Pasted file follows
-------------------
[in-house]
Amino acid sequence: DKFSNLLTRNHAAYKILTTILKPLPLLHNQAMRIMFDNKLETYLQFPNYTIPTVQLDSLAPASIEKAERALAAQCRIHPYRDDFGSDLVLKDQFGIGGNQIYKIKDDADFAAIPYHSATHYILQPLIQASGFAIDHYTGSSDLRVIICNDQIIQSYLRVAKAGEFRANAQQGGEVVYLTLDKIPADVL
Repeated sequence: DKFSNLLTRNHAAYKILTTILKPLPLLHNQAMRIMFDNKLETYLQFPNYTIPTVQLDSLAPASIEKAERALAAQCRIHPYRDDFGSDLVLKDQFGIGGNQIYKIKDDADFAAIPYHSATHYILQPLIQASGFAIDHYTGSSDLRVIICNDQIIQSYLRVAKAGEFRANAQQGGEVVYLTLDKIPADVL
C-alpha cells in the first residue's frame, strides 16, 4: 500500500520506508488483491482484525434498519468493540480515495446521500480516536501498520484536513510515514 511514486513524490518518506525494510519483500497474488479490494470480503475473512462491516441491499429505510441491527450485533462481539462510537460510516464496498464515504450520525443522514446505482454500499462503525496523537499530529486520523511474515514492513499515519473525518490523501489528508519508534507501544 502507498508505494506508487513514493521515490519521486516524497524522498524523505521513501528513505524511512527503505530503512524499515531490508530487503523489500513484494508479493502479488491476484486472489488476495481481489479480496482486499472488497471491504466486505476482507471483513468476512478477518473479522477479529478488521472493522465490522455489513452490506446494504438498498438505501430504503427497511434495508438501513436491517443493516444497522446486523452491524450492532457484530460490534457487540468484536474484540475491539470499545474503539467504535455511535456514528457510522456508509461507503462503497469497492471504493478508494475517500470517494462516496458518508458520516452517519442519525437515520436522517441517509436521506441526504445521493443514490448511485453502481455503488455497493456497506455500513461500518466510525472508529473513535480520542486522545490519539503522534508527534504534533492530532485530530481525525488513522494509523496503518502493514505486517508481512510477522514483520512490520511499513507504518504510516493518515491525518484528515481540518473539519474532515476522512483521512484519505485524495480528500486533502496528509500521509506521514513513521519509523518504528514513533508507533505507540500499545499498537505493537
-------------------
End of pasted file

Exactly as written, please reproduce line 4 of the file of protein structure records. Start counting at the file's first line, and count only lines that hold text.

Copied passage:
C-alpha cells in the first residue's frame, strides 16, 4: 500500500520506508488483491482484525434498519468493540480515495446521500480516536501498520484536513510515514 511514486513524490518518506525494510519483500497474488479490494470480503475473512462491516441491499429505510441491527450485533462481539462510537460510516464496498464515504450520525443522514446505482454500499462503525496523537499530529486520523511474515514492513499515519473525518490523501489528508519508534507501544 502507498508505494506508487513514493521515490519521486516524497524522498524523505521513501528513505524511512527503505530503512524499515531490508530487503523489500513484494508479493502479488491476484486472489488476495481481489479480496482486499472488497471491504466486505476482507471483513468476512478477518473479522477479529478488521472493522465490522455489513452490506446494504438498498438505501430504503427497511434495508438501513436491517443493516444497522446486523452491524450492532457484530460490534457487540468484536474484540475491539470499545474503539467504535455511535456514528457510522456508509461507503462503497469497492471504493478508494475517500470517494462516496458518508458520516452517519442519525437515520436522517441517509436521506441526504445521493443514490448511485453502481455503488455497493456497506455500513461500518466510525472508529473513535480520542486522545490519539503522534508527534504534533492530532485530530481525525488513522494509523496503518502493514505486517508481512510477522514483520512490520511499513507504518504510516493518515491525518484528515481540518473539519474532515476522512483521512484519505485524495480528500486533502496528509500521509506521514513513521519509523518504528514513533508507533505507540500499545499498537505493537